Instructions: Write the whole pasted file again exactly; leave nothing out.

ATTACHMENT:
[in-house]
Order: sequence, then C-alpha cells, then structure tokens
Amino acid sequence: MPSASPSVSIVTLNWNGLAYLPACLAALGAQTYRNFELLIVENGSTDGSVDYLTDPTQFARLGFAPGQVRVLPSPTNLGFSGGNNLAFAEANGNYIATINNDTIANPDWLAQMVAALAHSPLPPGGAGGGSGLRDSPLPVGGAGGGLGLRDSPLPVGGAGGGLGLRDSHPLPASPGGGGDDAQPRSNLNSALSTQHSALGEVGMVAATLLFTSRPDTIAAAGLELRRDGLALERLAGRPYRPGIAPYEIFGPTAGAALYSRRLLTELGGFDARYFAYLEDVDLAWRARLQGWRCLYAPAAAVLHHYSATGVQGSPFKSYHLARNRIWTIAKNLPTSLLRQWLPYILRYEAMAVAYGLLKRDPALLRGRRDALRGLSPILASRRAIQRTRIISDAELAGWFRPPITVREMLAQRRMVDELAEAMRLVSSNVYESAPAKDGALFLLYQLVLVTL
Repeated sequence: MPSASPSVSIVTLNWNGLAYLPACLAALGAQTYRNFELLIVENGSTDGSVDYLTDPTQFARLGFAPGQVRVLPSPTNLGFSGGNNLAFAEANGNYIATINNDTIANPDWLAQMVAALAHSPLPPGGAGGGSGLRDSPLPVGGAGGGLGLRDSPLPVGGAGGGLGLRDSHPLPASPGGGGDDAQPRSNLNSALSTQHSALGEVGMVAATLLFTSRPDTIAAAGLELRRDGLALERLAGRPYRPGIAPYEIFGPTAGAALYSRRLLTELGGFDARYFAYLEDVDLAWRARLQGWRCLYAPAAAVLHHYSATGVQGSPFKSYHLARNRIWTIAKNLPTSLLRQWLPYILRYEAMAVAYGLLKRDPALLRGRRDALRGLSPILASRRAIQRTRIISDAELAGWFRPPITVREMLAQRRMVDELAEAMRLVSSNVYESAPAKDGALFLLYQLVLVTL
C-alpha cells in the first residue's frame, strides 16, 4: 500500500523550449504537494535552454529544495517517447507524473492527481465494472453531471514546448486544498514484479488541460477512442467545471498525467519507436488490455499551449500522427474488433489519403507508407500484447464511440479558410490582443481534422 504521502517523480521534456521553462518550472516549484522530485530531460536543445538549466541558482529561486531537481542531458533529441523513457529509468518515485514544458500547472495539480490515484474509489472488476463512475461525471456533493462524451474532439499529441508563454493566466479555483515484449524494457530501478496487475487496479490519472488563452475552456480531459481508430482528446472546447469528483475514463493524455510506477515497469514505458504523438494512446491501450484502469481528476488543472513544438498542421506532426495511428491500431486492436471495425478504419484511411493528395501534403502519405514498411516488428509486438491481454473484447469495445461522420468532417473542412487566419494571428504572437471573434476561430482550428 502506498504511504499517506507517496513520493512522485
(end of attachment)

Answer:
[in-house]
Order: sequence, then C-alpha cells, then structure tokens
Amino acid sequence: MPSASPSVSIVTLNWNGLAYLPACLAALGAQTYRNFELLIVENGSTDGSVDYLTDPTQFARLGFAPGQVRVLPSPTNLGFSGGNNLAFAEANGNYIATINNDTIANPDWLAQMVAALAHSPLPPGGAGGGSGLRDSPLPVGGAGGGLGLRDSPLPVGGAGGGLGLRDSHPLPASPGGGGDDAQPRSNLNSALSTQHSALGEVGMVAATLLFTSRPDTIAAAGLELRRDGLALERLAGRPYRPGIAPYEIFGPTAGAALYSRRLLTELGGFDARYFAYLEDVDLAWRARLQGWRCLYAPAAAVLHHYSATGVQGSPFKSYHLARNRIWTIAKNLPTSLLRQWLPYILRYEAMAVAYGLLKRDPALLRGRRDALRGLSPILASRRAIQRTRIISDAELAGWFRPPITVREMLAQRRMVDELAEAMRLVSSNVYESAPAKDGALFLLYQLVLVTL
Repeated sequence: MPSASPSVSIVTLNWNGLAYLPACLAALGAQTYRNFELLIVENGSTDGSVDYLTDPTQFARLGFAPGQVRVLPSPTNLGFSGGNNLAFAEANGNYIATINNDTIANPDWLAQMVAALAHSPLPPGGAGGGSGLRDSPLPVGGAGGGLGLRDSPLPVGGAGGGLGLRDSHPLPASPGGGGDDAQPRSNLNSALSTQHSALGEVGMVAATLLFTSRPDTIAAAGLELRRDGLALERLAGRPYRPGIAPYEIFGPTAGAALYSRRLLTELGGFDARYFAYLEDVDLAWRARLQGWRCLYAPAAAVLHHYSATGVQGSPFKSYHLARNRIWTIAKNLPTSLLRQWLPYILRYEAMAVAYGLLKRDPALLRGRRDALRGLSPILASRRAIQRTRIISDAELAGWFRPPITVREMLAQRRMVDELAEAMRLVSSNVYESAPAKDGALFLLYQLVLVTL
C-alpha cells in the first residue's frame, strides 16, 4: 500500500523550449504537494535552454529544495517517447507524473492527481465494472453531471514546448486544498514484479488541460477512442467545471498525467519507436488490455499551449500522427474488433489519403507508407500484447464511440479558410490582443481534422 504521502517523480521534456521553462518550472516549484522530485530531460536543445538549466541558482529561486531537481542531458533529441523513457529509468518515485514544458500547472495539480490515484474509489472488476463512475461525471456533493462524451474532439499529441508563454493566466479555483515484449524494457530501478496487475487496479490519472488563452475552456480531459481508430482528446472546447469528483475514463493524455510506477515497469514505458504523438494512446491501450484502469481528476488543472513544438498542421506532426495511428491500431486492436471495425478504419484511411493528395501534403502519405514498411516488428509486438491481454473484447469495445461522420468532417473542412487566419494571428504572437471573434476561430482550428 502506498504511504499517506507517496513520493512522485